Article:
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In 40 years, the aquifer that supplies the Valley of Mexico could be dried up

Five states are supplied with water from the Valley of Mexico basin, and it is necessary to define how to distribute it, said the director of the Citizen Agreement of the Water System of Mexico City, Rafael Val Segura 


In 40 years, the aquifer that supplies the Valley of Mexico could be dried up

May 13th, 2019

The use of water in the Valley of Mexico is an example of non-sustainability. "We have made calculations and stated that probably in 40 years we will have depleted the technical capacity to extract that resource from our aquifer", said the technical coordinator of the Water Network of the UNAM, Fernando González Villarreal.

Moreover, it seems like 40 years is a lot of time, but it is actually a brief period for the city and the country, said the also researcher of Engineering Institute (II) during the “Frontier topics in sustainability” international seminar, which was organized by the University Coordination for Sustainability (COUS), focused this month on water. González Villarreal said that the objective of the seminar is to disseminate cutting-edge research linked to sustainability, to establish links with the international environment, to learn from the best practices in other countries and to provide with the Mexican experiences.

"The problems of water and sustainability are interdisciplinary," he said during the inauguration of the seminar. He also pointed out that the reflections will be used for the new Regional Center for Water Security, constituted by the Institute of Engineering (II) and the Mexican Institute of Water Technology, sponsored by UNESCO. Manuel Perló Cohen, from the Social Research Institute, indicated that we have a serious problem in the governance of this resource, which can be understood as the lack of capacity to solve conflicts.

Mexico is currently in a standstill in the expansion of water and sewage services. There is distrust among the people involved in the issue and the current legislation is not an instrument that helps to solve the problems. However, he considered that the proposal to create a new National Water Law opens the possibility of moving towards new governance: creating agreements, negotiations, and schemes.

María del Carmen Carmona Lara, from the Institute of Legal Research, argued that sustainable development cannot be achieved without water security, and for this, an authority on the water issue who governs well is required and that their actions are legally founded and motivated.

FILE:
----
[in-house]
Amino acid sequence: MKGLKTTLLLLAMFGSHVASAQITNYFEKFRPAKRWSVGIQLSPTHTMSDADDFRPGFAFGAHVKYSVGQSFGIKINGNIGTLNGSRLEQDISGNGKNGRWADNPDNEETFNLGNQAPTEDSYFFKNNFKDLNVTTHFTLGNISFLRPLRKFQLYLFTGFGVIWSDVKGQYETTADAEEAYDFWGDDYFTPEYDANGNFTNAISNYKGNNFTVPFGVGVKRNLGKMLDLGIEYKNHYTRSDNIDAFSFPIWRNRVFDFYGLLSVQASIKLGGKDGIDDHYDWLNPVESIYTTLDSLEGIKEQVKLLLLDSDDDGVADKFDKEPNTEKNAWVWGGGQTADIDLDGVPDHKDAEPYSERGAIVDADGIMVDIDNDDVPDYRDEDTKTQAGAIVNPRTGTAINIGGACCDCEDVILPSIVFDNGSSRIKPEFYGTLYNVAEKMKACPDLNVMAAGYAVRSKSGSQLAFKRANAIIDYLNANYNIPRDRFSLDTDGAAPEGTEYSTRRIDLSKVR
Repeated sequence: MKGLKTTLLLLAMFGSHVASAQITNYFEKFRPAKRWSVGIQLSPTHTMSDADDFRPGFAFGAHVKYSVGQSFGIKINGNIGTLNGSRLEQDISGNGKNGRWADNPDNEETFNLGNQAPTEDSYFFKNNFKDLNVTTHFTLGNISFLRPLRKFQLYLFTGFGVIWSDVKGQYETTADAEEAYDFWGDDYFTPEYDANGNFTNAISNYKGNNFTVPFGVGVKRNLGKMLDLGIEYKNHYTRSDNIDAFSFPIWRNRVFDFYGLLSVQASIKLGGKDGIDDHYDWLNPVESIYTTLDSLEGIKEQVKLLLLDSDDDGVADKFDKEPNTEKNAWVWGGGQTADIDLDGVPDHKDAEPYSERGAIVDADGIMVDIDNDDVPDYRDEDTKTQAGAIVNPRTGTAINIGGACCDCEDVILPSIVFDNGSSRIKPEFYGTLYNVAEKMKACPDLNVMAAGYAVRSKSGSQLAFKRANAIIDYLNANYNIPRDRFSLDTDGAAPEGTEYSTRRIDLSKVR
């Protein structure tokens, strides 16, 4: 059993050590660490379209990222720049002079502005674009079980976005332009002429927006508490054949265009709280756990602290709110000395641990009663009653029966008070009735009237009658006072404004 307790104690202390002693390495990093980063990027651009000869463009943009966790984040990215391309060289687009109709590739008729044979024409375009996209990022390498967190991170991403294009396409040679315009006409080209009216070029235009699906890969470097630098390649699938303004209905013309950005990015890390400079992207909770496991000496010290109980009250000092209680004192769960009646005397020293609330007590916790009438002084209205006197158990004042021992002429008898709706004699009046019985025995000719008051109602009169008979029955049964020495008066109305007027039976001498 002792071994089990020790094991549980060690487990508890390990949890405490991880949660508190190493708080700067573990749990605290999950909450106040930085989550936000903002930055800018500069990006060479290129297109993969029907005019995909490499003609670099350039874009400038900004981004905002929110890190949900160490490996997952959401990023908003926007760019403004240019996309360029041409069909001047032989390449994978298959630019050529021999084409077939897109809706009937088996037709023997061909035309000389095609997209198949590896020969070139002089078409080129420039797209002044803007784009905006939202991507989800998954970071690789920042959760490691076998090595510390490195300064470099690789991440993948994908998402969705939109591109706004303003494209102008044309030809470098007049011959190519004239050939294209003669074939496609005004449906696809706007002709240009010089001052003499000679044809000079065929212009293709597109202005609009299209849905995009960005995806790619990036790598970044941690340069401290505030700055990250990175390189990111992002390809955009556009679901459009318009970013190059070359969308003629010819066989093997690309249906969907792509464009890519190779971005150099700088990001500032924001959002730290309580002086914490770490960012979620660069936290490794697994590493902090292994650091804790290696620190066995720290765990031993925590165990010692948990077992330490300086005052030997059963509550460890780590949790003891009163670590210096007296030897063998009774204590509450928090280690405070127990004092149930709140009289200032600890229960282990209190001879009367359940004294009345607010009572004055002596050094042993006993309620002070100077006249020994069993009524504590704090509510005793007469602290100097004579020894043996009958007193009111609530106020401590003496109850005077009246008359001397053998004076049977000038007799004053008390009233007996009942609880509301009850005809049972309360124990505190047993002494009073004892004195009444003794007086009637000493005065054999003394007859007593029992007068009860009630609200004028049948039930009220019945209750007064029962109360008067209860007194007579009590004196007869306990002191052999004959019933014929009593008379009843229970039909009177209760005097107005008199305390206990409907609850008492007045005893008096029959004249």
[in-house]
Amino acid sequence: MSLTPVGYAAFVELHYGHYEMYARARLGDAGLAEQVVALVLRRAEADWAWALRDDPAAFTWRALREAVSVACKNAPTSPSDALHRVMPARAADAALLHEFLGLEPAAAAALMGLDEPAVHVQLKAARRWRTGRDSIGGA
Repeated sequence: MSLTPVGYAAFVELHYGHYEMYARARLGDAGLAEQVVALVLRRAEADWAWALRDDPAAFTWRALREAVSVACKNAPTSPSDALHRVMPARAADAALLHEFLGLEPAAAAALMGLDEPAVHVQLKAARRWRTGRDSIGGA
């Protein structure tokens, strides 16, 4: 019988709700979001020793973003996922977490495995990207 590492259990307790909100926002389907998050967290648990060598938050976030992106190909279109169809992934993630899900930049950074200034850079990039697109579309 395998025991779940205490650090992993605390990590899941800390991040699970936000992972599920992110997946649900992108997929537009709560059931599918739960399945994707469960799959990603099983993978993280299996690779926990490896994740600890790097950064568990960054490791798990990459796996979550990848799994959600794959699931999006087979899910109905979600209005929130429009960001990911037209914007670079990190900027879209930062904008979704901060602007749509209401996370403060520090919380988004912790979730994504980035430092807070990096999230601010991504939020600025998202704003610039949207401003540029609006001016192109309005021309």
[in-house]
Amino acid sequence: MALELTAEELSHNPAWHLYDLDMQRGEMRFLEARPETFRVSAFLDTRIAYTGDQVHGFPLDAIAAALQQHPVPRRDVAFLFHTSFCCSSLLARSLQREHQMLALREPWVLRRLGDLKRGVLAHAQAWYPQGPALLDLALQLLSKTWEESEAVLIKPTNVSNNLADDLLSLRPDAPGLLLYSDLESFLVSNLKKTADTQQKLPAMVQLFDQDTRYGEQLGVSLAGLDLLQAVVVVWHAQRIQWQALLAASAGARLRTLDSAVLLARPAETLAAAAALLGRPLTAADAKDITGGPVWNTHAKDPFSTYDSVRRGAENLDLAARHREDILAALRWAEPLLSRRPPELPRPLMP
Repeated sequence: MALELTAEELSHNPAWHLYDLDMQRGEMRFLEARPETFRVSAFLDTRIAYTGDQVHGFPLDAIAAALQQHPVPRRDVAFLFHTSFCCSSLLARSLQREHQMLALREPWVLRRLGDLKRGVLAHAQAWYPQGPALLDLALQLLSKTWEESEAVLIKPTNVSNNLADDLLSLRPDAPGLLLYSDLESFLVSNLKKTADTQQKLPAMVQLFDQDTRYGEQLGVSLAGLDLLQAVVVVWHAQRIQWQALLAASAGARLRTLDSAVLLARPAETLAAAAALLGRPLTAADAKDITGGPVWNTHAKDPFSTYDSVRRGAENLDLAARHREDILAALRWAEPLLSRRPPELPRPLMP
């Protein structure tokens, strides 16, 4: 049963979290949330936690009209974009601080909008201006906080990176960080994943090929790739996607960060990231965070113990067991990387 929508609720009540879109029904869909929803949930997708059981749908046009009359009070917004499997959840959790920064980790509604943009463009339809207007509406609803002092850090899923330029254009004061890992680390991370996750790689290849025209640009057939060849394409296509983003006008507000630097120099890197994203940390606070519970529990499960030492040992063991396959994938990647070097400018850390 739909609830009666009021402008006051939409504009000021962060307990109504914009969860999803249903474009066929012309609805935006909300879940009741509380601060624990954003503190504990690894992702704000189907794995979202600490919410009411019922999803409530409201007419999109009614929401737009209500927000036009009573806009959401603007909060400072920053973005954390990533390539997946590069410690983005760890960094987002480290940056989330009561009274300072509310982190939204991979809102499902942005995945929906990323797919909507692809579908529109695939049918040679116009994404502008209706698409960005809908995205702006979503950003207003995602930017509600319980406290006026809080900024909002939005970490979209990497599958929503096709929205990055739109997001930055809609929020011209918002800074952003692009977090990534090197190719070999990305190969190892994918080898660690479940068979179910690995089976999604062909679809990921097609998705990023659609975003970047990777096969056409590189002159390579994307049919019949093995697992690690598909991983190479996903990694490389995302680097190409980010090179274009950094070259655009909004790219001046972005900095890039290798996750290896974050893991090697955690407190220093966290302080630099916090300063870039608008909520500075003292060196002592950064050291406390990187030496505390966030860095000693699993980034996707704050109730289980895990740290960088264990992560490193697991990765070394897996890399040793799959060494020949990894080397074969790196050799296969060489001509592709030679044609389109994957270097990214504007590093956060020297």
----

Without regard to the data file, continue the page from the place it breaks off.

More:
It is also necessary to have accurate information for decision making because in the current legal framework aquifers do not agree with the states or municipalities, or the basins with the aquifers. Meanwhile, Rafael Val Segura, director of the Citizen Agreement of the Water System of Mexico City (SACME), explained that there has been given any importance to water culture in the Valley of Mexico. This is not a valued resource in an environmental, economic or social manner. "We do not give it the economic value because it's free," he said. Currently, five states are supplied from this basin and it is necessary to define how the resource should be distributed and who should mainly use it: agriculture, industry or the population.

"Education and culture are fundamental pieces to change attitudes, transform values, beliefs and behaviors. We have to work on the culture of water so that the population can help us to be a better system and have water security, we need challenges in the governance of water in the face of water security ", he said. María Luisa Torregrosa and Armentia, from the Latin American Faculty of Social Sciences, pointed out that in the last three decades there have been 1, 542 conflicts over water in the country. At first, they were infrastructure demands, but now they are related to its management. In addition, these conflicts have been radicalized, from complaints to the taking of facilities, stoppages and authorities kidnapping. Organizations that deal with this problem are linked to global struggles such as the human right to water and equitable distribution.

Prior to the discussion table, Sharon B. Megdal, director of the Center for Research on Water Resources of the University of Arizona, gave the conference "Challenges and opportunities towards a new paradigm of water governance", to which the director of the II, Luis Álvarez Icaza, and the holder of the COUS, María del Coro Arizmendi, attended. She explained that governance is more complex than who governs, and what the legal framework to do it was. Evaluations of transboundary waters have been conducted between Mexico and the United States. An example is the Binational Study on the Transboundary Aquifer of the San Pedro River, which required inclusion, consultation, and communication between both nations.


Translator: Martín Caballero

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